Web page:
ORIGINALLY PUBLISHED IN THE GEORGIA STRAIGHT, NOV. 23, 2000
By Steve Newton
Are the Tragically Hip, long thought of as Canada’s best rock band, finally losing their grip on that title? The fact that it just played two shows at the 12,000-seat Pacific Coliseum might make you think the Kingston quintet is as popular as ever, but don’t forget that a few years ago it did three concerts at the old hockey rink, two of which were sold-out. (There were still seats available for both of last week’s shows.) And although the group’s latest album, Music @ Work, has sold 150,000 copies in Canada since its release last summer, there’s also the fact that the CD is nowhere to be seen on the current sales charts of local retailers such as A&B Sound, the Virgin Megastore, and HMV Robson.
It’s not really surprising that the Hip’s latest disc hasn’t been tearing up the charts, since it’s by far the least commercial release of the band’s 15-year recording career. In fact, it includes a couple of tunes—“Wild Mountain Honey” and “Tiger the Lion”—that you could describe as trudging and tiresome.
While flagging concert attendance, slipping CD sales, and a change in musical direction could all be seen as signalling the Hip’s fall from grace, there’s no better way to gauge any group’s current worth than by attending one of its concerts. But after weighing for myself the pros and cons of last Wednesday’s (November 15) Pacific Coliseum gig, I still can’t decide whether or not the Hip are ready to relinquish their Rock Kings of Canada crown.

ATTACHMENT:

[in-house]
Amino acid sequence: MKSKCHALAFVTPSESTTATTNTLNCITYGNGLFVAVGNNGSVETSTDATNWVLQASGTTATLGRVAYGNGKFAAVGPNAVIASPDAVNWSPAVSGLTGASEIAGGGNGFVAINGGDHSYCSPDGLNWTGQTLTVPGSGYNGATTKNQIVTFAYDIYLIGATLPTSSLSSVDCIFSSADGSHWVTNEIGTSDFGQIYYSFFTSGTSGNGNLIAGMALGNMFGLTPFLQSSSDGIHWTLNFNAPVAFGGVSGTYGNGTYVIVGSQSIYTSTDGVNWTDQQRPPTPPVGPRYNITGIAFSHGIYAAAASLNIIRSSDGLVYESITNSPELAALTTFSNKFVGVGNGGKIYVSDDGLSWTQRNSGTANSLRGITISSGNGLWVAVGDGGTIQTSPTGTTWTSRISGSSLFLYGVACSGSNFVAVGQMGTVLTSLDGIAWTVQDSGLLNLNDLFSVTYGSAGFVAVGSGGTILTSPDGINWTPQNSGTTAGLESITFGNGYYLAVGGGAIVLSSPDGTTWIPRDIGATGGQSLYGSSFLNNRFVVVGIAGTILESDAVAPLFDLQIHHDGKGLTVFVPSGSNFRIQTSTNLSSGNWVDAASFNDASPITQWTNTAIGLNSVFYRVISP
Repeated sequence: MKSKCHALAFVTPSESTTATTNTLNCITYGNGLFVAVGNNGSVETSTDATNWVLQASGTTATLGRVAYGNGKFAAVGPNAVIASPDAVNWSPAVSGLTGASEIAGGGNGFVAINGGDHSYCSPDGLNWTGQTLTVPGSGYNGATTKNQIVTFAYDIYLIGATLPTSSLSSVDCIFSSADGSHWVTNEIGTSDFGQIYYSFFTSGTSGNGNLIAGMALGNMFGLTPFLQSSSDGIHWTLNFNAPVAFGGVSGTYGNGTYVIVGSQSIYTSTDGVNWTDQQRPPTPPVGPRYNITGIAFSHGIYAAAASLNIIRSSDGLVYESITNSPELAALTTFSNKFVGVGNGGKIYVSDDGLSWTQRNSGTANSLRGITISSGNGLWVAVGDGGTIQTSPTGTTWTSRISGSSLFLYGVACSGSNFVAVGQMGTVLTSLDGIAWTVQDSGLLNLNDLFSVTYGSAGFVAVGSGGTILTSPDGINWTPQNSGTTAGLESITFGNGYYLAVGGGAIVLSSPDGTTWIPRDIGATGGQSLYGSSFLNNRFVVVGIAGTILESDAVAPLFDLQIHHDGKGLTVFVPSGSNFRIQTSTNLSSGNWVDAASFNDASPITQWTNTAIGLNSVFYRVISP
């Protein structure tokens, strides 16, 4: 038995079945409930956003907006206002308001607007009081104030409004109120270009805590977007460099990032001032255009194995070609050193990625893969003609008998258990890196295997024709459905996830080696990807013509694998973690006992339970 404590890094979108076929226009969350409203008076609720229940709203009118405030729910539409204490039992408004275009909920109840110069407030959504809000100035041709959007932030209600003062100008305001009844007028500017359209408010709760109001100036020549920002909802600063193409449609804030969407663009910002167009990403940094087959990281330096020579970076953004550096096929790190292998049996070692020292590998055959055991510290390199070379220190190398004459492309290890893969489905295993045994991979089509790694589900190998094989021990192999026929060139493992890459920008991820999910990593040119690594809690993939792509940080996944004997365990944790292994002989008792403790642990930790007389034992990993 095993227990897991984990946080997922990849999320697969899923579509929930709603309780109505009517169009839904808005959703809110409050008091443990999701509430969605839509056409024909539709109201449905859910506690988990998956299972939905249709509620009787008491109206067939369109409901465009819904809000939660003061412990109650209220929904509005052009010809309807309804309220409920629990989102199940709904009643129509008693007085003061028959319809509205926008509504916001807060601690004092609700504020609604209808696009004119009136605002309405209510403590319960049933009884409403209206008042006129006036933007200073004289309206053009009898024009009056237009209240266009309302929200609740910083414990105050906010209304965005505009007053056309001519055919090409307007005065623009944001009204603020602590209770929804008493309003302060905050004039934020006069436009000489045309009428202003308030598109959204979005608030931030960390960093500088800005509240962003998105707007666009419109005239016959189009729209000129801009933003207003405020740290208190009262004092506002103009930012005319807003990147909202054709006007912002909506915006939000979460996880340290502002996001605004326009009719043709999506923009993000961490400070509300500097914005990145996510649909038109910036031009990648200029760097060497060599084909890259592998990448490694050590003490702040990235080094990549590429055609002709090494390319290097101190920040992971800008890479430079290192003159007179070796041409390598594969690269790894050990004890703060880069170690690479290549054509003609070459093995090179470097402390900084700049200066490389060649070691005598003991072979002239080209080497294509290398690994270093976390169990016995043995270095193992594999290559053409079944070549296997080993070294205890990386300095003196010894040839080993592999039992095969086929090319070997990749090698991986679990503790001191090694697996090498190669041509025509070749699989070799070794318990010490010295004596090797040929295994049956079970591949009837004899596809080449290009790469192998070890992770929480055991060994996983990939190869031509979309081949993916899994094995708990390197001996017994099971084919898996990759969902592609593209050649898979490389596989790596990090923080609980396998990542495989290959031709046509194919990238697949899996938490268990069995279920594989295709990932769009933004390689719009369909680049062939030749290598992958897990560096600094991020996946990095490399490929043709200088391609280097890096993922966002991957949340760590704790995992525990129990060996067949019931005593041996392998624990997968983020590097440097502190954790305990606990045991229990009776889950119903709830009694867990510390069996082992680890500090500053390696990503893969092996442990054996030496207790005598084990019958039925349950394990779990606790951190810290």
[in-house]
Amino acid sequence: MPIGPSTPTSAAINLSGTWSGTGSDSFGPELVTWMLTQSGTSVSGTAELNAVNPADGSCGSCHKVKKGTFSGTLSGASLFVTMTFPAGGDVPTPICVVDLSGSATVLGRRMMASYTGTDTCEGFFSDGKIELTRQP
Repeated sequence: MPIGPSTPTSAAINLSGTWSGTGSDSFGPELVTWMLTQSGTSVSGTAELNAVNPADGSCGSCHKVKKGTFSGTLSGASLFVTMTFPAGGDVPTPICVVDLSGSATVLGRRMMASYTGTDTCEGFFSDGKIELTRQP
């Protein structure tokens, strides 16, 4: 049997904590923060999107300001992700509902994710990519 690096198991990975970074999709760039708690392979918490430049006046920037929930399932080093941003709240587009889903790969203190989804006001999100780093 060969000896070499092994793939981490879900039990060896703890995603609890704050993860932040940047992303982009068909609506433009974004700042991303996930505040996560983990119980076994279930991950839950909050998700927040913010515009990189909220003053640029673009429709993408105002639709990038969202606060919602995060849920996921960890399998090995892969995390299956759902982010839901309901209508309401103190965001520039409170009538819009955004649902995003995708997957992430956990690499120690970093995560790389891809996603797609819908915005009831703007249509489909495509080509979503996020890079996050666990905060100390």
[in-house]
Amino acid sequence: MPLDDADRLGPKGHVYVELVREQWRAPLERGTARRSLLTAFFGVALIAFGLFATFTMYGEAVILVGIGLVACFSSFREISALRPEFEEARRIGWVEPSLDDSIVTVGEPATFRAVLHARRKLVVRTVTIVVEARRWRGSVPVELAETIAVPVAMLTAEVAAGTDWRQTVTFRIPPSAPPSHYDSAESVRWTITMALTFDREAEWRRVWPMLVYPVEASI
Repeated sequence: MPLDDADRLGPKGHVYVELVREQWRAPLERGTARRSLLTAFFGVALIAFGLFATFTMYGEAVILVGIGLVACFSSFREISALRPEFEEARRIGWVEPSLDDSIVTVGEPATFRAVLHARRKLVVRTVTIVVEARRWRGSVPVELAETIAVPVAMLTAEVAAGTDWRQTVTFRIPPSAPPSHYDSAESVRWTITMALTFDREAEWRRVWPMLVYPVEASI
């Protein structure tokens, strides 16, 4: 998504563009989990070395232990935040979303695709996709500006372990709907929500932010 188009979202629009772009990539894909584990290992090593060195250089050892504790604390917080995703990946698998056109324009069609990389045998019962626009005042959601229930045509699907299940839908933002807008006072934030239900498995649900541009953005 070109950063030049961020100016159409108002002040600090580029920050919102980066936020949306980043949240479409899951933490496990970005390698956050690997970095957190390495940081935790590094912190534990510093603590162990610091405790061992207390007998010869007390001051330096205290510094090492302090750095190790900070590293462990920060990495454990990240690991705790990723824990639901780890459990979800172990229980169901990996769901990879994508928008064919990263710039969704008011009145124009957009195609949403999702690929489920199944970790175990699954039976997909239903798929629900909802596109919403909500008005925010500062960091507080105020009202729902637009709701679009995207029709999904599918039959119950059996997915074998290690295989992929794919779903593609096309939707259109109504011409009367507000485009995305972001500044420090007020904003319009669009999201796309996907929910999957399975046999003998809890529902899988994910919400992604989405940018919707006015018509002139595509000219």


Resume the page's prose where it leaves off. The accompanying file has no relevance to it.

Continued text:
The worst thing about the gig, by far, was the sound, which was mushy and devoid of life. I find it hard to believe that Canada’s (supposedly) top band can’t get decent sound in an arena these days. It was so lame that it tore the guts out of rowdy tunes like “Fireworks” and “Something On”. And maybe singer Gord Downie was tuckered out from the band’s charity gig at the Commodore the night before—the group still has its heart in the right place, it appears—but he didn’t seem like he was giving his all on lacklustre versions of “Twist My Arm” and “Gift Shop”.
The show picked up considerably during “Ahead By a Century”, as if the poignant lyrics of that ’96 hit were recharging Downie’s batteries. The gig started to resemble the magical Hip shows of old, but one song later the band left the stage for a 20-minute intermission, as if it had earned itself a breather. At this point I was pondering the exits myself, but decided to stay, thinking things could only get better.
And they did.
The second half included a nifty rendition of 1989’s “Boots or Hearts”, featuring the boogie-woogie Hammond B3 doodlings of former Bourbon Tabernacle Choir keyboardist Chris Brown; a solid version of the Canuck-rock staple “Courage (For Hugh Maclennan”), made more dynamic by a dazzling display of spinning green and white lights; and a vocal duet with Downie on the punchy “Poets” that showcased the considerable talents of backup singer Kate Fenner (also formerly with the BTC).
When the band performed “Nautical Disaster”, the sheer emotional power of that brilliant tune was enough to make me momentarily forget the substandard sound that had been evident all night. At that point I decided to split while the show was on a high note, before there was any chance of that buzz being tainted by a painful application of “Wild Mountain Honey”.